FAU football coach Charlie Partridge reflects on the foundation he’s building in Boca Raton
Everything you need to know about the head football coach at Florida Atlantic University fits on a wallet-sized card that each of his players are expected to carry. On one side are the team’s five rules: Be on time, don’t do drugs, make good decisions, respect others and compete.
On the flip side is a reminder from Charlie Partridge to “get out” when confronted with a situation that could embarrass or hurt the program.
“That’s what real men do,” says Partridge, who begins third season at the helm when FAU hosts Southern Illinois on Sept. 3. “The childish thing is to stay and engage. When you know there’s trouble, leave – and get everyone you love and care about out of there with you.
“Someone will make a mistake. I know that. And we’ll address it and deal with it. But our culture is now sustainable. And that will lead to victories.”
Three years ago, following the abrupt departure in November 2013 of second-year coach Carl Pelini amid allegations of drug use, football at FAU felt rudderless on and off the field. In dire need of a steady hand, the program turned to a straight shooter with local ties (Partridge is from Plantation), a strong sense of family, purpose and direction – and no head coaching experience.
The record book may show consecutive 3-9 seasons under Partridge, but wins and losses don’t tell the entire story. Something is brewing on the campus at Boca Raton, a sea change that extends to the classroom where, last year, more players recorded a GPA of 3.0 or higher than any year in school history.
As a player, Partridge was an undersized defensive lineman and three-year starter at Drake, the same school that gave him his first coaching job in 1996. Back then, he relied on raw emotion because “I always felt I had something to prove.” As a coach, Partridge is seeing the bigger picture – and doing so with greater clarity every day.
He shares some of what he’s learned over the years.
Words to live by: “I came in here with a concept of what we were going to be from a culture standpoint. What we were going to stand for. You better stand for something, or you’re not going to be anything.”
Straight talk: “Through years of recruiting the South Florida area, I established a reputation: I may not tell you what you like, but I’m going to tell you what’s truly going on. Sometimes, that line gets blurred in recruiting.”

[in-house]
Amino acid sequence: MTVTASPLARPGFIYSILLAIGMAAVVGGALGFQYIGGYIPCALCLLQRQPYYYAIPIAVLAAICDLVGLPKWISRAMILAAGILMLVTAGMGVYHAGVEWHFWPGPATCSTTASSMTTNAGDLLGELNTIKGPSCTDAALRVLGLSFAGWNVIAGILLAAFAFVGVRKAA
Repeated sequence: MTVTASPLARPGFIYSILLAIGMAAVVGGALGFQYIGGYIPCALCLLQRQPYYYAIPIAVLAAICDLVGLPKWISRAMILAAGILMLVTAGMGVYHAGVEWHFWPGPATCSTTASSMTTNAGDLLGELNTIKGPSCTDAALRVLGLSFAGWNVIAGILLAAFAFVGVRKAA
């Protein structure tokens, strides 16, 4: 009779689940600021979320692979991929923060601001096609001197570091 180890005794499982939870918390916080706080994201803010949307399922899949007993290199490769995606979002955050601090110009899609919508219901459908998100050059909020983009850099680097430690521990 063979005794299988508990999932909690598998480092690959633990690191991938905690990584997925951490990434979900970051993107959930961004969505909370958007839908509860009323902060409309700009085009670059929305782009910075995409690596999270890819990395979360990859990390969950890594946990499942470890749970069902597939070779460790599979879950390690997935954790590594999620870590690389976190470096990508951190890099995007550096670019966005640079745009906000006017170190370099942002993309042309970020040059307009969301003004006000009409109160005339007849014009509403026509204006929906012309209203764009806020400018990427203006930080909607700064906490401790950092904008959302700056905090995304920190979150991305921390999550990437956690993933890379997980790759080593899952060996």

Savor each second: “More than anyone I’ve been around, J.J. Watt (the three-time NFL Defensive Player of the Year for the Houston Texans who Partridge coached at Wisconsin) understands the clock. He knows that the clock is always ticking. He has a finite amount of time to accomplish everything he wants to accomplish in life, so he takes advantage of every minute.”
Unsung hero: “When I was at Iowa State, I was promoted to director of football operations (in 2000). It wasn’t my calling; I wanted to coach, and my wife knew it. At the time, I was making somewhere around $60,000. … I got a chance to coach at Eastern Illinois for, I think, $30,000. I said, ‘Honey, we have a chance to go coach in Charleston, Illinois, and my pay is going to get cut in half.’ I didn’t even have a chance to finish the sentence. ‘Let’s figure out how to make it work,’ she said. My wife is incredible.”
Eye on the prize: “The best teams that I’ve been a part of have been the ones with the fewest distractions. The sheer volume of our distractions has dramatically decreased from when I first got here.”
Brick by brick: “I talk to our kids about this. When an office building is being constructed, you don’t see much happening for months – and then, all of the sudden, it’s up. What was happening all those months? They were building the foundation. We’re at that level now. Culture has inertia. It’s hard to get going, but when it starts, it’s hard to stop the momentum.” ↵
The Partridge File
Family: Wife, Julie (married 15 years); daughters Alexa (10) and Kylee (7)
College: Drake (bachelor’s degree in secondary education, 1995); Iowa State (master’s in education, 2002)
Coaching highlights: Head coach at Florida Atlantic University since 2014 (6-18 overall record); assistant head coach at Arkansas (2013); associate head coach at Wisconsin (2011-2012; defensive line coach at UW from 2008-2010); special teams coordinator at Pittsburgh (2006-2007; defensive line coach at Pitt from 2003-2005); defensive line coach at Eastern Illinois (2002)